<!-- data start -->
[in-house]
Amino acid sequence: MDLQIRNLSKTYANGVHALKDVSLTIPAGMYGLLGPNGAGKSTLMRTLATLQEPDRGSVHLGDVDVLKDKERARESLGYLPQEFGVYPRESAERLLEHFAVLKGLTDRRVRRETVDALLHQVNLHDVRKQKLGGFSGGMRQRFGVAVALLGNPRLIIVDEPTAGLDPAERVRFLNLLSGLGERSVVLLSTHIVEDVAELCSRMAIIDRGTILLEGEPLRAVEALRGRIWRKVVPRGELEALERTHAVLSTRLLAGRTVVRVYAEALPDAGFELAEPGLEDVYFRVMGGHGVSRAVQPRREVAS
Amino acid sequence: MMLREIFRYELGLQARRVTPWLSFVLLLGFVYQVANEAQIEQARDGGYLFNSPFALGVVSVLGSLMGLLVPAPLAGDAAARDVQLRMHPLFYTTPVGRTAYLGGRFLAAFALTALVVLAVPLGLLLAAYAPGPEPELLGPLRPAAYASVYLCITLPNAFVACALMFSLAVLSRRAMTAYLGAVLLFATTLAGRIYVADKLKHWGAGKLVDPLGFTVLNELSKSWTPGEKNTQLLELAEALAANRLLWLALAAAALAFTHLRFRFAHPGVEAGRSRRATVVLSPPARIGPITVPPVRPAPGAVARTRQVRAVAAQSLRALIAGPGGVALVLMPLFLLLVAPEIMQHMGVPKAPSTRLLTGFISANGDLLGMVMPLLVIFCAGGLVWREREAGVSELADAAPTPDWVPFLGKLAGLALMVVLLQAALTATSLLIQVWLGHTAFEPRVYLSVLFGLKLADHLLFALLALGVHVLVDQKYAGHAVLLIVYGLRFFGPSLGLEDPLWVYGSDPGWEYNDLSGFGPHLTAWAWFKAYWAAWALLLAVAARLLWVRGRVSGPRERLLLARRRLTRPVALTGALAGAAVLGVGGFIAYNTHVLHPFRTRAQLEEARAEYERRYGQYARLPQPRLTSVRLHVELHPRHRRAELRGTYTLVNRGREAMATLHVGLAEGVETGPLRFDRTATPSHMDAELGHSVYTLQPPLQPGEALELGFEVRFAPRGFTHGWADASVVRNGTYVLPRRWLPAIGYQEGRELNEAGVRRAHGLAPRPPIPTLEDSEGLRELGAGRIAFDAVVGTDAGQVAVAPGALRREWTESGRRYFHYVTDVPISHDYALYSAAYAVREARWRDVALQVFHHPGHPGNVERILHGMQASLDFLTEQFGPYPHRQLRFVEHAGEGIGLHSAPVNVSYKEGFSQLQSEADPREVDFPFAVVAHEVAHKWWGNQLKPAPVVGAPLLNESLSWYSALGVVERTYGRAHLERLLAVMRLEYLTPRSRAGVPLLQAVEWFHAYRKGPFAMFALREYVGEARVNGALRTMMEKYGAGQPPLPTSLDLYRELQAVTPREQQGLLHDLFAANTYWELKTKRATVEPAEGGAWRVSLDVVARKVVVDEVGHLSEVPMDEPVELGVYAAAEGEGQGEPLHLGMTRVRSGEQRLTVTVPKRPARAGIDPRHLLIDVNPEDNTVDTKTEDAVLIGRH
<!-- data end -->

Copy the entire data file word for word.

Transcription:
[in-house]
Amino acid sequence: MDLQIRNLSKTYANGVHALKDVSLTIPAGMYGLLGPNGAGKSTLMRTLATLQEPDRGSVHLGDVDVLKDKERARESLGYLPQEFGVYPRESAERLLEHFAVLKGLTDRRVRRETVDALLHQVNLHDVRKQKLGGFSGGMRQRFGVAVALLGNPRLIIVDEPTAGLDPAERVRFLNLLSGLGERSVVLLSTHIVEDVAELCSRMAIIDRGTILLEGEPLRAVEALRGRIWRKVVPRGELEALERTHAVLSTRLLAGRTVVRVYAEALPDAGFELAEPGLEDVYFRVMGGHGVSRAVQPRREVAS
Amino acid sequence: MMLREIFRYELGLQARRVTPWLSFVLLLGFVYQVANEAQIEQARDGGYLFNSPFALGVVSVLGSLMGLLVPAPLAGDAAARDVQLRMHPLFYTTPVGRTAYLGGRFLAAFALTALVVLAVPLGLLLAAYAPGPEPELLGPLRPAAYASVYLCITLPNAFVACALMFSLAVLSRRAMTAYLGAVLLFATTLAGRIYVADKLKHWGAGKLVDPLGFTVLNELSKSWTPGEKNTQLLELAEALAANRLLWLALAAAALAFTHLRFRFAHPGVEAGRSRRATVVLSPPARIGPITVPPVRPAPGAVARTRQVRAVAAQSLRALIAGPGGVALVLMPLFLLLVAPEIMQHMGVPKAPSTRLLTGFISANGDLLGMVMPLLVIFCAGGLVWREREAGVSELADAAPTPDWVPFLGKLAGLALMVVLLQAALTATSLLIQVWLGHTAFEPRVYLSVLFGLKLADHLLFALLALGVHVLVDQKYAGHAVLLIVYGLRFFGPSLGLEDPLWVYGSDPGWEYNDLSGFGPHLTAWAWFKAYWAAWALLLAVAARLLWVRGRVSGPRERLLLARRRLTRPVALTGALAGAAVLGVGGFIAYNTHVLHPFRTRAQLEEARAEYERRYGQYARLPQPRLTSVRLHVELHPRHRRAELRGTYTLVNRGREAMATLHVGLAEGVETGPLRFDRTATPSHMDAELGHSVYTLQPPLQPGEALELGFEVRFAPRGFTHGWADASVVRNGTYVLPRRWLPAIGYQEGRELNEAGVRRAHGLAPRPPIPTLEDSEGLRELGAGRIAFDAVVGTDAGQVAVAPGALRREWTESGRRYFHYVTDVPISHDYALYSAAYAVREARWRDVALQVFHHPGHPGNVERILHGMQASLDFLTEQFGPYPHRQLRFVEHAGEGIGLHSAPVNVSYKEGFSQLQSEADPREVDFPFAVVAHEVAHKWWGNQLKPAPVVGAPLLNESLSWYSALGVVERTYGRAHLERLLAVMRLEYLTPRSRAGVPLLQAVEWFHAYRKGPFAMFALREYVGEARVNGALRTMMEKYGAGQPPLPTSLDLYRELQAVTPREQQGLLHDLFAANTYWELKTKRATVEPAEGGAWRVSLDVVARKVVVDEVGHLSEVPMDEPVELGVYAAAEGEGQGEPLHLGMTRVRSGEQRLTVTVPKRPARAGIDPRHLLIDVNPEDNTVDTKTEDAVLIGRH